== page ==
Entomosporium (en tow moe sporee um) leaf spot often damages red tip photinias (Photinia fraseri) and Indian Hawthorn (Rhaphiolepis indica) plants. This disease is a widespread and destructive fungal disease of woody ornamentals in the rose (Rosaceae) family. Other hosts for this pathogen include loquat, flowering and fruiting pears, firethorn and quince. The disease is most damaging to plants in home landscapes following periods of frequent rainfall in the spring and fall when temperatures are between 60 and 80 degrees F and when the plant is actively growing.
The first signs of Entomosporium leaf spot disease are tiny, circular, often bright red spots on both surfaces of young expanding leaves. Small spots may coalesce to form large purple to maroon blotches on heavily diseased leaves. On Indian Hawthorn, blotches are typically bright red. Leaf spots on mature leaves of most plants have ash brown to light gray centers with a distinctive deep red to maroon border. On pears, the border of the leaf spot is typically brown and thin. Tiny black specks, fruiting bodies of the Entomosporium leaf spot fungus, are often found in the centers of the spots. Spots can also occur on leaf petioles and tender shoots.
Although light infections by this fungus usually produce minor “cosmetic” damage, severe infections can cause premature leaf loss.
Severe leaf drop greatly reduces the landscape screening value of the plants, slows growth and increases the plant’s sensitivity to environmental and cultural stresses.
Spots on leaves, young shoots and fallen diseased leaves are important in the survival of the Entomosporium leaf spot fungus. Masses of spores are released from late winter through much of the growing season. The fungal spores are spread to healthy foliage by a combination of splashing water and wind.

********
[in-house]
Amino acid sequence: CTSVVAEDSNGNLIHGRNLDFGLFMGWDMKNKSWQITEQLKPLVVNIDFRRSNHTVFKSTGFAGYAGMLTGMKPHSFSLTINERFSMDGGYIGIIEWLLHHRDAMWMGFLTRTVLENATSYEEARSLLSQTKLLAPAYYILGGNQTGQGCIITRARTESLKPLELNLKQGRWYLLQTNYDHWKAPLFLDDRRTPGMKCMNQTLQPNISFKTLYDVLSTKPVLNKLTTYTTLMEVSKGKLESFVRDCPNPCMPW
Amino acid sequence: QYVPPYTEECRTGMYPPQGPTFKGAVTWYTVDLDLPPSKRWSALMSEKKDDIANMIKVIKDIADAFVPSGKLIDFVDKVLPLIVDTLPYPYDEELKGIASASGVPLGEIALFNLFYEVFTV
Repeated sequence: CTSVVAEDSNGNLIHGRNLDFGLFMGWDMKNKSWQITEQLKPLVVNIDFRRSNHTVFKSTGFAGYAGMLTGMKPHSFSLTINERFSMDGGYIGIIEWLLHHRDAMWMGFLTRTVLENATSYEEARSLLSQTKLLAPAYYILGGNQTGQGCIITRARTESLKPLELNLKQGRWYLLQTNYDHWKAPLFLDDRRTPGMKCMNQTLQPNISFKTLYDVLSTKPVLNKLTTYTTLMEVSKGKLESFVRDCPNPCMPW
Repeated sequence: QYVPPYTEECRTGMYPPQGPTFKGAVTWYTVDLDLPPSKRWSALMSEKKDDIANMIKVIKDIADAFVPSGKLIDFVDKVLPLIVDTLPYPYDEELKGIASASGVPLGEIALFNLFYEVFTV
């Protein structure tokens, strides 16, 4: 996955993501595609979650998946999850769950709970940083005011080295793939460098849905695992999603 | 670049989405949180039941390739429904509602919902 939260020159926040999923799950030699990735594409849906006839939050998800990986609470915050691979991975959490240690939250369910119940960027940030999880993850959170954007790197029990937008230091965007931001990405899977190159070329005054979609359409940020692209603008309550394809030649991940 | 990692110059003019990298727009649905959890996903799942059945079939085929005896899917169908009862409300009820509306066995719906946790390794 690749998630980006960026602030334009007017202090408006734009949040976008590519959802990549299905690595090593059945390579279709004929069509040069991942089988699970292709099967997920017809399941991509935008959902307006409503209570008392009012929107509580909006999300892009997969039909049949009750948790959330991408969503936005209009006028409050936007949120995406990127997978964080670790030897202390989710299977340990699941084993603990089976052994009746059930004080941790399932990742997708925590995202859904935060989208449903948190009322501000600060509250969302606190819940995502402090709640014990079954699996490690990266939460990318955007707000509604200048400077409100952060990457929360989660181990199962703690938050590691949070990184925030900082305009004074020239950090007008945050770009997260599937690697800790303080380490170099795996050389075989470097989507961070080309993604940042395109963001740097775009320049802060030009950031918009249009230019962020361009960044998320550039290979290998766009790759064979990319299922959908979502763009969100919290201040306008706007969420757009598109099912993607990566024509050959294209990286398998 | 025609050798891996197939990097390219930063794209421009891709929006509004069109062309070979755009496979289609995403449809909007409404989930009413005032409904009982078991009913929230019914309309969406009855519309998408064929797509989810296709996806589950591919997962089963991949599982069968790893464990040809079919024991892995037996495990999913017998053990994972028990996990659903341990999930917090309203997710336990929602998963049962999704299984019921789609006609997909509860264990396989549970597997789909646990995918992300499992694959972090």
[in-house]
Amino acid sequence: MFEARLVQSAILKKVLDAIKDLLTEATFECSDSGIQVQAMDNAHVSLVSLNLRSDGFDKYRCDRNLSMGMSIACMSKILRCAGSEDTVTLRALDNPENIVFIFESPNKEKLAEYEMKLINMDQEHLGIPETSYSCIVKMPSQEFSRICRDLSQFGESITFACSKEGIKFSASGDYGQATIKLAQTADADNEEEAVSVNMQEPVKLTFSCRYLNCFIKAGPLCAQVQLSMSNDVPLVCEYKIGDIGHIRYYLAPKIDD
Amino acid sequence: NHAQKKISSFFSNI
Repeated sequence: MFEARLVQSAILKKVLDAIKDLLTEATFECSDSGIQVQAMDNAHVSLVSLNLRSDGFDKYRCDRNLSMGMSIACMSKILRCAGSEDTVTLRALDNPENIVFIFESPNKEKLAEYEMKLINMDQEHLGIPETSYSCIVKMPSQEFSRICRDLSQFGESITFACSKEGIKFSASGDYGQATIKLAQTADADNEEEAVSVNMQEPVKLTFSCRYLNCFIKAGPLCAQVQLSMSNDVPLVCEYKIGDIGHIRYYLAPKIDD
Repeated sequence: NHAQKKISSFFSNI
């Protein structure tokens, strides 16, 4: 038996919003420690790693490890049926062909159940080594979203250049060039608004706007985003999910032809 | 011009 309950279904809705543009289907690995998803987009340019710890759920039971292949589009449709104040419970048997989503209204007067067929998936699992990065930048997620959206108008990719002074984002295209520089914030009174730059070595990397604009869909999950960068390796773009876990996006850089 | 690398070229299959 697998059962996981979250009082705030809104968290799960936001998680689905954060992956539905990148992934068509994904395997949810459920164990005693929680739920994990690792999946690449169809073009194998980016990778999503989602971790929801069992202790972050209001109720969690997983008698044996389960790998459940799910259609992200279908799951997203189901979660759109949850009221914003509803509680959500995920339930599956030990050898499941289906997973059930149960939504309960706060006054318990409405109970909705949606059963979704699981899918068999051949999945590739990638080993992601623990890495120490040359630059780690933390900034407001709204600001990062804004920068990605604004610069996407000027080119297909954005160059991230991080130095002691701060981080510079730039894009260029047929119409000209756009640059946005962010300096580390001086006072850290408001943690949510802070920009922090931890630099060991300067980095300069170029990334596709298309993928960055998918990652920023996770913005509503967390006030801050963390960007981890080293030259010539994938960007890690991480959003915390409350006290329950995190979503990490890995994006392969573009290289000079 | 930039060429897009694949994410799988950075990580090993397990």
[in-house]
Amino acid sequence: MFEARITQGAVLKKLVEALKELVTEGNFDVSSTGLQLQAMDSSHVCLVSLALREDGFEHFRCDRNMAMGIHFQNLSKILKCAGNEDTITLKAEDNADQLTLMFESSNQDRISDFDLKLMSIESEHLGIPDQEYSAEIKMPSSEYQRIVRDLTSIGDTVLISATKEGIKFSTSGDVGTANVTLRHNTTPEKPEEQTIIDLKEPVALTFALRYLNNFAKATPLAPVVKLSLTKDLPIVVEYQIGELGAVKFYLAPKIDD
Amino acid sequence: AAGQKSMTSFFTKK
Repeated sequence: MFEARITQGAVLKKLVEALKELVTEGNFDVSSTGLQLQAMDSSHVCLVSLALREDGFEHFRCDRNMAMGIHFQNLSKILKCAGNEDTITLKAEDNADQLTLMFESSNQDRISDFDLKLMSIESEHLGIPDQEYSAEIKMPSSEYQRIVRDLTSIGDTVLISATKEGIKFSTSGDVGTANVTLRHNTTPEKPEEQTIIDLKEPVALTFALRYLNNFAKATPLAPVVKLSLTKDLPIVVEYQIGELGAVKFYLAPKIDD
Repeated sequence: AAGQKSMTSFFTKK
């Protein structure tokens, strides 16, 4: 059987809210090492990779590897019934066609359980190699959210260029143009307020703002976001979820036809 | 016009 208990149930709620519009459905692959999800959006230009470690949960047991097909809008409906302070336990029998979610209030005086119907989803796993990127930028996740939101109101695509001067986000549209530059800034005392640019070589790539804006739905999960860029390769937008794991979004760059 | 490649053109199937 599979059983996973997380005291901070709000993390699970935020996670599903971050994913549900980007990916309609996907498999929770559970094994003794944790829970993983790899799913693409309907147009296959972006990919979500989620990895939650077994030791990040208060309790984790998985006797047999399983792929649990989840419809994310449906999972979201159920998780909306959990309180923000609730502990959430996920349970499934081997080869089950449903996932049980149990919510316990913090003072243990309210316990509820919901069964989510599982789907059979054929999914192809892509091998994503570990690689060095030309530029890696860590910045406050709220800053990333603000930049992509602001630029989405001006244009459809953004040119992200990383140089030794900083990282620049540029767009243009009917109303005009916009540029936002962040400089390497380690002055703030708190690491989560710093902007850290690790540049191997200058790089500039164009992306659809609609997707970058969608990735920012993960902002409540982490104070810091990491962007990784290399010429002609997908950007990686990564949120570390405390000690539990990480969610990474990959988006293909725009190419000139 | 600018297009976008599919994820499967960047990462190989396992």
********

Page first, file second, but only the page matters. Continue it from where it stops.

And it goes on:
Under favorable conditions, spores germinate and infect young growth. Symptoms typically appear 10-14 days after infection.
- Purchase only healthy plants that do not show leaf spot symptoms.
- Space plants adequately to allow good air movement. This helps to promote rapid drying of leaves and reduces the chances of infection.
- Remove fallen diseased leaves, particularly in the winter prior to the plant’s new growth in the spring. This reduces a source of fungal spores available for new infections.
- Water only when necessary. This prevents excessive new tender growth. When it is necessary to water plants, do it early in the morning to allow the leaves to dry faster with the morning sun. This minimizes the time that the foliage stays wet. Surface or drip irrigation is the preferred method of watering since the leaves remain dry. Alternatively, adjust sprinklers to reduce or prevent splashing and wetting the foliage.
- Prune plants selectively and infrequently to help prevent excessive new growth
- Avoid fertilizing the plant during the summer to limit excessive plant growth. New, succulent growth increases the susceptibility of the plant to infections.
- Fungicides, such as thiophanate-methyl and myclobutanil, can be used effectively to prevent Entomosporium leaf spots when conditions become favorable for developing the disease, such as in cool, wet weather with diseased plants growing nearby. Consult your local Extension agent or retail nursery for the proper fungicide to use when such situations arise. Always refer to product labels for instructions on proper usage of the fungicides. Fungicide applications are not necessary during hot, dry periods.
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